Types of massage
Deep Tissue is an extremely effective means of releasing chronic pain or tension in the body. The connective tissue of the body whether through direct injury or chronic holding patterns can become damaged. With that damage, the tissue becomes shortened and thickened, causing pain in all directions and pulling underlying structures out of alignment thereby laying the foundation for chronic pain and tension and for feelings of pain in an area that is distant from the original site of tension.
A Deep Tissue Massage uses slow, firm pressure directed at the deep layers of the muscle where tissue has been damaged. Deep Tissue massage helps to lengthen shortened muscle fibers, breaking up thickened areas and helping the tissue regain proper elasticity. Deep Tissue is also effective for breaking down scar tissue and muscle adhesions even on injuries that have occurred many years ago. Proper blood and oxygen flow is brought back to the tight muscles. The toxins that have been stored in those muscles are helped release.
It is normal for some soreness to occur after a Deep Tissue massage. Your therapists will show you stretching techniques that will aid in your healing process and will remind you to drink plenty of water. When done properly, soreness from a Deep Tissue session should not last longer than 2 days.
Myofascial Release focuses on the fascia, or connective tissue of the muscle. When connective tissue is tight, underlying structures of the body are pulled, thereby adversely affecting posture and causing pain and tension. Myofascial Release uses techniques that work with the grain of the fiber to lengthen the connective tissue and help release superficial fascia from the underlying tissue. Techniques are also applied against the grain of the muscle fibers so that scar tissue and adhesions are broken and fibers are realigned.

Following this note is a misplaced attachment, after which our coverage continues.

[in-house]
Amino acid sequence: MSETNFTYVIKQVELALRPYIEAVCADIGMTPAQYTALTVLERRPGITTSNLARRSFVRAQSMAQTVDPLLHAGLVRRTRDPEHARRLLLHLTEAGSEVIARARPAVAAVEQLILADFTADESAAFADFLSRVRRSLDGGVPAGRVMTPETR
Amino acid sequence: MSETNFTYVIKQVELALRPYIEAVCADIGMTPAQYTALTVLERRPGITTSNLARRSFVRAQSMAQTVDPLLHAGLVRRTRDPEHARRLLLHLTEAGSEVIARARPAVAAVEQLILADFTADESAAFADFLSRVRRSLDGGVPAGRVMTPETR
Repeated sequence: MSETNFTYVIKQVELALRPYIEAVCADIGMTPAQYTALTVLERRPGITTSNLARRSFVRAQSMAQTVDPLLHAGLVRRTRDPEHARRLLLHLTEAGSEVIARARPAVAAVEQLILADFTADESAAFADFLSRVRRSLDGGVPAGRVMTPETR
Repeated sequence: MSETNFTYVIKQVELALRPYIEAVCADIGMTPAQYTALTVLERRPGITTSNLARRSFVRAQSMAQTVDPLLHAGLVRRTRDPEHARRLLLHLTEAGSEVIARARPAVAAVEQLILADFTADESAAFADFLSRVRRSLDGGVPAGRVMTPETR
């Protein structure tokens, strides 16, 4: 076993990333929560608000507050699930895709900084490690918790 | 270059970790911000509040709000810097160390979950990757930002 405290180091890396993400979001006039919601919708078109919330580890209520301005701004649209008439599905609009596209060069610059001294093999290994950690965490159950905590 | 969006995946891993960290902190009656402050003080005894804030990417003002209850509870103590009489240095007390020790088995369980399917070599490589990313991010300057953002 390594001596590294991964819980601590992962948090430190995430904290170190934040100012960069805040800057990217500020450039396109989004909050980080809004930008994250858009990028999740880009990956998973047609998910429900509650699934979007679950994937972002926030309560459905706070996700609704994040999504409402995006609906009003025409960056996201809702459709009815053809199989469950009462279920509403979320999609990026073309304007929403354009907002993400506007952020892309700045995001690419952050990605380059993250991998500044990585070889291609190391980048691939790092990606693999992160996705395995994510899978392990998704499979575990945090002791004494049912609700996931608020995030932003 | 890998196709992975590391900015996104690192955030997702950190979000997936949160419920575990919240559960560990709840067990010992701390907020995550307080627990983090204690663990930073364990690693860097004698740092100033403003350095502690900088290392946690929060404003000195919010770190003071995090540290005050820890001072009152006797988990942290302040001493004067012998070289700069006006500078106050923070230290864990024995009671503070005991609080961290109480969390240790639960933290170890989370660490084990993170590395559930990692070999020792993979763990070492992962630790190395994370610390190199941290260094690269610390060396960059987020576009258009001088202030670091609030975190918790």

Myofascial Release focuses on the muscle belly as well as working specifically on the musculotendinous junction. Myofascial Release is extremely effective for helping with postural issues, speeding healing, increasing blood circulation, restoring elasticity to muscles, and decreasing pain and tension. Myofascial Release can also be effective for those clients who might experience great relief after their massage sessions, but find that their tension returns a few days later. Oftentimes the return of tension indicates a fascial restriction in the outer layers of the muscle that needs to be released through a technique that is more subtle than deep tissue strokes.
Trigger Point Therapy
Trigger Points are hyperirritable spots located in skeletal muscle that manifest as nodules or "knots" in the taut muscle fibers. These small contraction knots form when muscles are chronically tight, due to stress, injury, postural misalignment, holding patterns, or trauma. When active, trigger points can be extremely painful and can refer pain to other areas of the body outside of where the trigger point is located.
Trigger Point Therapy is an effective means of helping the taut muscle band let go and release the contraction knot it is holing. When compressed, trigger points can elicit pain and/or spasming in the area being compressed as well as in other seemingly non-related parts of the body. Direct pressure to the trigger point allows the nodule to release and the muscle fibers to lengthen and realign properly, restoring elasticity and mobility to the muscle fibers and drastically decreasing feelings of pain and tension.
Swedish Massage is applied to the more superficial layers of the muscle. Swedish strokes knead and use friction as well as firmly or lightly glide over muscle tissue. Your therapist may also incorporate the use of active or passive joint movement.
Swedish Massage stimulates both the circulatory system by returning blood flow to the heart as well as the lymphatic system by flushing out wastes and toxic debris. Swedish Massage strokes may be incorporated into sessions in order to help flush out tight muscles after deep strokes have been applied.